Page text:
Click here for more information on Conceptua Fractions, like how it uses visual models, sequenced activities and verbalized feedback to challenge students based on their own learning styles and to keep them engaged throughout the instructional process. The program also offers integrated assessments that allow educators to diagnose student misconceptions, choose remediations and monitor progress as students advance through the core curriculum. Quantile measures for both the complete Conceptua Fractions curriculum and free tools are available too.

Math Doesn’t Suck

If you’ve been struggling to find strategies to motivate  teens, and especially young girls, to stick with math, check out these books by Danica McKellar:

McKellar is best known for her television role as Winnie Cooper in The Wonder Years, but she has added New York Times best-selling author to her resume with the publication of her books about math.  McKellar attended UCLA where she graduated summa cum laude in mathematics in 1998 and has made it her mission to show girls that they can succeed in math—that it is OK, and even cool to be good at math.  Through her books and her personal life as an actress and mathematician, McKellar hopes to break the stereotypes that have “trained girls from a young age to believe that math is too hard, too boring and just for boys, and that if they are smart, they can’t be popular or beautiful.” 

The real-world examples of how mathematics can be applied to various aspects of our lives helps make the math McKellar discusses relevant to teens. A few chapter titles from Math Doesn’t Suck provide a glimpse into why McKellar’s books are so appealing:

  • How Many Iced Lattes Can These Actors Drink?: Multiplying and Dividing Fractions… and Reciprocals
  • How Much Do You and Your Best Friend Have in Common?: Common Denominators… and Adding and Subtracting Fractions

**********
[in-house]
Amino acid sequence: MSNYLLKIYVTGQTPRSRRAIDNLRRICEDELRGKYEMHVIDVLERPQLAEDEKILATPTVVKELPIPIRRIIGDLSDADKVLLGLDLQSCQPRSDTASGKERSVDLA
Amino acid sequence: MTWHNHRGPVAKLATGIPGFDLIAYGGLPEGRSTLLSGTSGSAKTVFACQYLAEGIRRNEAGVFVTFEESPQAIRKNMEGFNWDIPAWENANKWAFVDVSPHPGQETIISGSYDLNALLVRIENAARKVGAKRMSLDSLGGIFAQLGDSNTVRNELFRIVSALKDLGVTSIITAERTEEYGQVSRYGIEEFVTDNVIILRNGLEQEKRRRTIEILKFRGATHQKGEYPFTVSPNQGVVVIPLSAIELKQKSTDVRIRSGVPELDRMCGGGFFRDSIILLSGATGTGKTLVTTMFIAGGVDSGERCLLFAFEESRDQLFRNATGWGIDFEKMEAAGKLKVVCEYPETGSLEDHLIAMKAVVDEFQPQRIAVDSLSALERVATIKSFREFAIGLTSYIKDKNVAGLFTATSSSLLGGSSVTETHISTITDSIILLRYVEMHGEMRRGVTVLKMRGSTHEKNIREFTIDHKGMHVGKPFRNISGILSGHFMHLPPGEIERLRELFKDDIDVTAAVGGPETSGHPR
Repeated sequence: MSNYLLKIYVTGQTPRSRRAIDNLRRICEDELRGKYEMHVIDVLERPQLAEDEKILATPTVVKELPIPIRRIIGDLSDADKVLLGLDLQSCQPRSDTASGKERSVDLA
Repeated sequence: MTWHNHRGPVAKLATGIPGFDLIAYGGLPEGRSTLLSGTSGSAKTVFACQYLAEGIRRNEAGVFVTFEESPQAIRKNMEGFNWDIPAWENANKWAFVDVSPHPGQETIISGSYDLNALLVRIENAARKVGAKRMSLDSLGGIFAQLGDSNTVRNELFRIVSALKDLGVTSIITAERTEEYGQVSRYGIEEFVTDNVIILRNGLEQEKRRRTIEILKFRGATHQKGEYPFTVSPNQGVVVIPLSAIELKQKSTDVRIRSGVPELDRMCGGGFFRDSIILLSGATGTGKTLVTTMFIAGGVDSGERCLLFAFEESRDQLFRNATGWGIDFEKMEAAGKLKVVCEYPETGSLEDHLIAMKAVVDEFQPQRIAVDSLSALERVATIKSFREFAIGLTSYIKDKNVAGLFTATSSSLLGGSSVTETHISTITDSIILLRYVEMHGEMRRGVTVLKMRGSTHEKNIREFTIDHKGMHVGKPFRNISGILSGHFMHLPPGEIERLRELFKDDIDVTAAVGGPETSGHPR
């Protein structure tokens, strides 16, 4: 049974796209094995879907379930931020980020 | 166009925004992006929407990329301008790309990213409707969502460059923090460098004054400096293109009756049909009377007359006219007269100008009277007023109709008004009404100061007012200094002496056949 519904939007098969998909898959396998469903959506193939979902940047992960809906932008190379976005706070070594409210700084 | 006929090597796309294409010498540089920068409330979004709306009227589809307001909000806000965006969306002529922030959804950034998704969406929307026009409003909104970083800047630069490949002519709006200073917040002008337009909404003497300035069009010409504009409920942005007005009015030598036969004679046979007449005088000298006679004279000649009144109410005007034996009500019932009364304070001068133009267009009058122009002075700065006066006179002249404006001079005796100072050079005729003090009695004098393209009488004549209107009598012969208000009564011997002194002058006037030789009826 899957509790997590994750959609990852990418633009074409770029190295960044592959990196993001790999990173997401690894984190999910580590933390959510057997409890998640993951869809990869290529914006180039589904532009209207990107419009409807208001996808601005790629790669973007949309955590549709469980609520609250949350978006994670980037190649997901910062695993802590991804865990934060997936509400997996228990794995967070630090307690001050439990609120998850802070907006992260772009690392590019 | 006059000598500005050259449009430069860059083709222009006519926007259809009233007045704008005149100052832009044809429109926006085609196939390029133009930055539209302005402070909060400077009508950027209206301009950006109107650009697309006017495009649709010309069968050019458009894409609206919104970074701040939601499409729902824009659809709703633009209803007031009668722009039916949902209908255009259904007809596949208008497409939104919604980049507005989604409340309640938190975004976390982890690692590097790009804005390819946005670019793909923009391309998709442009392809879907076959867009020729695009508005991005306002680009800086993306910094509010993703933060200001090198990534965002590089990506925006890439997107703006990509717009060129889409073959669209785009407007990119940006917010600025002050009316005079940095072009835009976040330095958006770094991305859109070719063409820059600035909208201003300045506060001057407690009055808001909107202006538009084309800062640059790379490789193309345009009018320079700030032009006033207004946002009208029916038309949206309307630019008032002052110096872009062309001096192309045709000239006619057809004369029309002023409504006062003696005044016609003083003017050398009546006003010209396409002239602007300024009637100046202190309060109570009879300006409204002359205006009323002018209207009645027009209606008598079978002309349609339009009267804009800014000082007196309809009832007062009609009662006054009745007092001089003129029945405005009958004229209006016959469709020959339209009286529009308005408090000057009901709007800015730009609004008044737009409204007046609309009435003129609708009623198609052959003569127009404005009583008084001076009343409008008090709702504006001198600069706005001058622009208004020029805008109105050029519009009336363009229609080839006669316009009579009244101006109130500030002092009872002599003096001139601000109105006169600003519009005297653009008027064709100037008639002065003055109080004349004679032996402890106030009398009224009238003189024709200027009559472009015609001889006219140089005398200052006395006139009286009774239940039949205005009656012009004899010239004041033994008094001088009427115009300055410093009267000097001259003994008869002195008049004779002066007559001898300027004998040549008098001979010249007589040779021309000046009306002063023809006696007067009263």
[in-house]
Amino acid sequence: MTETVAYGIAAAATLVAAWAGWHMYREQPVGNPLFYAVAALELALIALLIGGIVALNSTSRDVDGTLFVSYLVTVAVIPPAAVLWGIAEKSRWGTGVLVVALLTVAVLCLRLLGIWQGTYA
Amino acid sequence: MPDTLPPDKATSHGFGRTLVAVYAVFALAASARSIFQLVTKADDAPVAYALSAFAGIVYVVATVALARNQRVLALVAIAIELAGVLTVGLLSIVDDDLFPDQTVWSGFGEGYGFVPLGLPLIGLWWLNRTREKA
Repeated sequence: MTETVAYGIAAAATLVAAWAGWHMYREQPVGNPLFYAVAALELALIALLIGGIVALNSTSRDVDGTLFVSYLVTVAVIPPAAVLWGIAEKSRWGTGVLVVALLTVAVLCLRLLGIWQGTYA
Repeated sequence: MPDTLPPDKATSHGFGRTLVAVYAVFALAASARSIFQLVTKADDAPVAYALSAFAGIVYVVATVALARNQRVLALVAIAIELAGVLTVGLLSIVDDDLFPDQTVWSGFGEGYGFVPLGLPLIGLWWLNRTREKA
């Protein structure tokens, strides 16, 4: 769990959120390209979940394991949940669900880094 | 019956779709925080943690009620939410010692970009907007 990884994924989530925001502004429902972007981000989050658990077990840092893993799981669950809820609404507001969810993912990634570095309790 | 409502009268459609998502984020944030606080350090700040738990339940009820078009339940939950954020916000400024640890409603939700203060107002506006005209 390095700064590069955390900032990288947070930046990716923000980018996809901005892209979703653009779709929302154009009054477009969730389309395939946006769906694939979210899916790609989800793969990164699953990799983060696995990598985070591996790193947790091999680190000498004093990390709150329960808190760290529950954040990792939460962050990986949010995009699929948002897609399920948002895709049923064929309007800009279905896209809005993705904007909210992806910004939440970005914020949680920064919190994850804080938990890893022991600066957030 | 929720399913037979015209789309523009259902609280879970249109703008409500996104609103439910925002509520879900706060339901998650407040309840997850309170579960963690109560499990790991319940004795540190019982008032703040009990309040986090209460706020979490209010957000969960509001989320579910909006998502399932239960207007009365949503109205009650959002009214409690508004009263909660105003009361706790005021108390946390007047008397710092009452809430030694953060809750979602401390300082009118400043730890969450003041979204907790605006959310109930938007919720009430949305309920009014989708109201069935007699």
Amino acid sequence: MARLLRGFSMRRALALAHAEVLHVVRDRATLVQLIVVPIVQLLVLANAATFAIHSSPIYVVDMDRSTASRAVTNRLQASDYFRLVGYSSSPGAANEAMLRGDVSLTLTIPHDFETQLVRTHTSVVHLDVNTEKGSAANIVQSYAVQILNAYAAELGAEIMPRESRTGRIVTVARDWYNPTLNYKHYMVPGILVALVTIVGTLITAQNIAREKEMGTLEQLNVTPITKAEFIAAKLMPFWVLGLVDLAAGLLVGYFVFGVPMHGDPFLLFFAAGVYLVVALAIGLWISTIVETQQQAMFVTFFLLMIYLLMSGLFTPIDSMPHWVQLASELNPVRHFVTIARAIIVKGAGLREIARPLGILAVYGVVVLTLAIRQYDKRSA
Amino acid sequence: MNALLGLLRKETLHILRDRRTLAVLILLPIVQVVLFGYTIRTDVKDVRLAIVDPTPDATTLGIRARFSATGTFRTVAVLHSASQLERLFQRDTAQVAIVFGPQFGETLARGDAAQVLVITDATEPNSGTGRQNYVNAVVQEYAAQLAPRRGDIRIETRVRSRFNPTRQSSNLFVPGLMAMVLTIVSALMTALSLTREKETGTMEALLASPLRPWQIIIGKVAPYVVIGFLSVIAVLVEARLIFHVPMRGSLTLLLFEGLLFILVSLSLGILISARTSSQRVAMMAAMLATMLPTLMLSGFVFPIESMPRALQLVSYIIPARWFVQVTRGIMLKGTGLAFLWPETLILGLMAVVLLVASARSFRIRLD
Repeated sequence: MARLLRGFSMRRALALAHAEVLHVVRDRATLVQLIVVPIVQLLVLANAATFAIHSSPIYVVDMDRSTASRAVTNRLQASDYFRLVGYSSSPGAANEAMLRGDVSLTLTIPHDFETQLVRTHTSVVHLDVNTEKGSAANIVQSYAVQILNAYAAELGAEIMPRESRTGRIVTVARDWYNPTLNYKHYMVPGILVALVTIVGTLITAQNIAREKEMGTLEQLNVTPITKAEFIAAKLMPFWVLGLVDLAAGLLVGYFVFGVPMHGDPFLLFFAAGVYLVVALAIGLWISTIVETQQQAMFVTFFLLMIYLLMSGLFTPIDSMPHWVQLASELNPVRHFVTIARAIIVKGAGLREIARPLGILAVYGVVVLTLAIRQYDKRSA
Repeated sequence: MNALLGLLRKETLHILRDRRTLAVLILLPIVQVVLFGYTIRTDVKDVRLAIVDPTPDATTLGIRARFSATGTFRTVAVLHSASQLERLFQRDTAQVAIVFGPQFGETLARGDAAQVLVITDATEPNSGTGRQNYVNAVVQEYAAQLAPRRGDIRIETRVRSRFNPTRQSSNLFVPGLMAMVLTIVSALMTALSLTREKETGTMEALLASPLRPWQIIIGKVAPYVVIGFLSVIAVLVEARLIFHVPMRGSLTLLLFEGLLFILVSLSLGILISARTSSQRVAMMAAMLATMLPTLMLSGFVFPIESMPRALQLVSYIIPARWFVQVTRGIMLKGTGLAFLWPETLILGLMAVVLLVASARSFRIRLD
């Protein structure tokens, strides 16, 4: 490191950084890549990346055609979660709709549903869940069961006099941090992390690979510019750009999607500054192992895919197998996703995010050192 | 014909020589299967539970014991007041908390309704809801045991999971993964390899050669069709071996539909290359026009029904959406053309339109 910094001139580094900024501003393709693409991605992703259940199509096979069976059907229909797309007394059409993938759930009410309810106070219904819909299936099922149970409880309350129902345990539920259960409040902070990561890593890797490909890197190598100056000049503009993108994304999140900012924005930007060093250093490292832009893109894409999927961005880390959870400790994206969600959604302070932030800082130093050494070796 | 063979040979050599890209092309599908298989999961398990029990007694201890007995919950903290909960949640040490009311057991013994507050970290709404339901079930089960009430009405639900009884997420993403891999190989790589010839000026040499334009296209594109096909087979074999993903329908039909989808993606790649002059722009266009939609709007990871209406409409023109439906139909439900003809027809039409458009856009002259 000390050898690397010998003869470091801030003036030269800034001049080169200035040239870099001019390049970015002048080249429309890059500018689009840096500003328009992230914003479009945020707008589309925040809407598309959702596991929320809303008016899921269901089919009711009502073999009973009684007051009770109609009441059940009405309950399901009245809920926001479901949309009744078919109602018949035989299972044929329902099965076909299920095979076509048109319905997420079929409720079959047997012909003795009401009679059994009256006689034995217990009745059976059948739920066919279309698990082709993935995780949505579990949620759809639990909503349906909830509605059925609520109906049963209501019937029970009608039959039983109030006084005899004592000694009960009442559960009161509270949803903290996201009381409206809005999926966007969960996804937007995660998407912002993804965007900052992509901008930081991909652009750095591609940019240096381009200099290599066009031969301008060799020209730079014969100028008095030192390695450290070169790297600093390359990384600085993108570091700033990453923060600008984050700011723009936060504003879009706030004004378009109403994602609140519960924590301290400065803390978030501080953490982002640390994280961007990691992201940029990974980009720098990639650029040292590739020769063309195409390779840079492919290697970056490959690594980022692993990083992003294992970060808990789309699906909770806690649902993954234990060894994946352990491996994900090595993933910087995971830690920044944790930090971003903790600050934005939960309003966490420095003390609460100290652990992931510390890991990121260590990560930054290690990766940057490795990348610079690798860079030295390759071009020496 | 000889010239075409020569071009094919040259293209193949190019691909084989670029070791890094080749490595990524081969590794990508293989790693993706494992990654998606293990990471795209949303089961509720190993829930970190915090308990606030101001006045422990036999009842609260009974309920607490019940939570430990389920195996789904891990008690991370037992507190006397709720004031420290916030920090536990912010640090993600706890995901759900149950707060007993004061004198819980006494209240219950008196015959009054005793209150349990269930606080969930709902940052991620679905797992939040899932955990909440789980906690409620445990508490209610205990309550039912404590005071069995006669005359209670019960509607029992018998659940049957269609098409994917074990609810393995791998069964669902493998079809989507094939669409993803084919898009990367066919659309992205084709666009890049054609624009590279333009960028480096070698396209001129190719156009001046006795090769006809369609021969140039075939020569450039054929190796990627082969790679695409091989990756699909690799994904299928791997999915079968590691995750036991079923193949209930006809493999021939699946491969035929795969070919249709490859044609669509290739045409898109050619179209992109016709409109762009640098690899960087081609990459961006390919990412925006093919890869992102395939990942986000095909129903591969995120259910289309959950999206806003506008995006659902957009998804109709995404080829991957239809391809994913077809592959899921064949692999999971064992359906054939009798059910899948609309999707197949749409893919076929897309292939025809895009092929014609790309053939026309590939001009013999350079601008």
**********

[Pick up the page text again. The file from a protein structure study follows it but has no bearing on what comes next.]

• Sale of the Century!: Converting Percents to and from Decimals and Fractions

Her clear explanations of mathematical concepts make these books easy to understand.  Fans range from those who struggle with math to those who just want fun examples of how math concepts can be applied to various topics.

Math Education:Formulating the Problem

Math educator, Dan Meyer  (video) has argued that today’s math students have a profound impatience with irresolution.  That is, many math students employ a ‘plug and play’ approach to solving math problems, one where the formula is obvious, only the particulars have changed, and they can simply plug in the numbers for an obvious solution.  Meyer uses a number of textbook examples demonstrating that each word problem is essentially the same – a perfectly formulated problem that requires only the application of the formula for resolution. 

Building on Einstein’s observation that, “…the formulation of a problem is often more essential than its solution, which may be merely a matter of mathematical or experimental skill,” Meyer has taken a much different approach with his math students.   Meyer’s approach is much more conversational  and focuses on the formulation of the problem, an approach, in Meyer’s words, in which ‘math serves the conversation’ – not the other way around.  (more…)

MetaMetrics is an educational measurement organization. Our renowned psychometric team develops scientific measures of student achievement that link assessment with targeted instruction to improve learning.